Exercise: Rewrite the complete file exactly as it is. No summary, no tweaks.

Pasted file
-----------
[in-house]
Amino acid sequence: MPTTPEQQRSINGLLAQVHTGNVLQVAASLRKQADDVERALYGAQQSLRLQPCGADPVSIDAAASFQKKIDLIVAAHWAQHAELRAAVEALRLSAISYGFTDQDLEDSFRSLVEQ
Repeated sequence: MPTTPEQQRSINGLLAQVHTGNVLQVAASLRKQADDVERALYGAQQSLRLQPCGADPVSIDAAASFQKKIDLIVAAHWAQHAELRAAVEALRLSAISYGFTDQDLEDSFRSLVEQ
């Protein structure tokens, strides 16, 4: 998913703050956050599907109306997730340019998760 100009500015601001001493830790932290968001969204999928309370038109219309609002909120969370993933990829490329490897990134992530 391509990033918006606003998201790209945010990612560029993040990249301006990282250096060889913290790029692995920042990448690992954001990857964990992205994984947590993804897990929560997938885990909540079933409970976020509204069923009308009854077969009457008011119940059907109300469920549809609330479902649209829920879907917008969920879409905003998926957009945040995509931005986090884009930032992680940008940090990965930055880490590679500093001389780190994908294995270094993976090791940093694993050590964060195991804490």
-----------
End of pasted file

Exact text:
[in-house]
Amino acid sequence: MPTTPEQQRSINGLLAQVHTGNVLQVAASLRKQADDVERALYGAQQSLRLQPCGADPVSIDAAASFQKKIDLIVAAHWAQHAELRAAVEALRLSAISYGFTDQDLEDSFRSLVEQ
Repeated sequence: MPTTPEQQRSINGLLAQVHTGNVLQVAASLRKQADDVERALYGAQQSLRLQPCGADPVSIDAAASFQKKIDLIVAAHWAQHAELRAAVEALRLSAISYGFTDQDLEDSFRSLVEQ
């Protein structure tokens, strides 16, 4: 998913703050956050599907109306997730340019998760 100009500015601001001493830790932290968001969204999928309370038109219309609002909120969370993933990829490329490897990134992530 391509990033918006606003998201790209945010990612560029993040990249301006990282250096060889913290790029692995920042990448690992954001990857964990992205994984947590993804897990929560997938885990909540079933409970976020509204069923009308009854077969009457008011119940059907109300469920549809609330479902649209829920879907917008969920879409905003998926957009945040995509931005986090884009930032992680940008940090990965930055880490590679500093001389780190994908294995270094993976090791940093694993050590964060195991804490």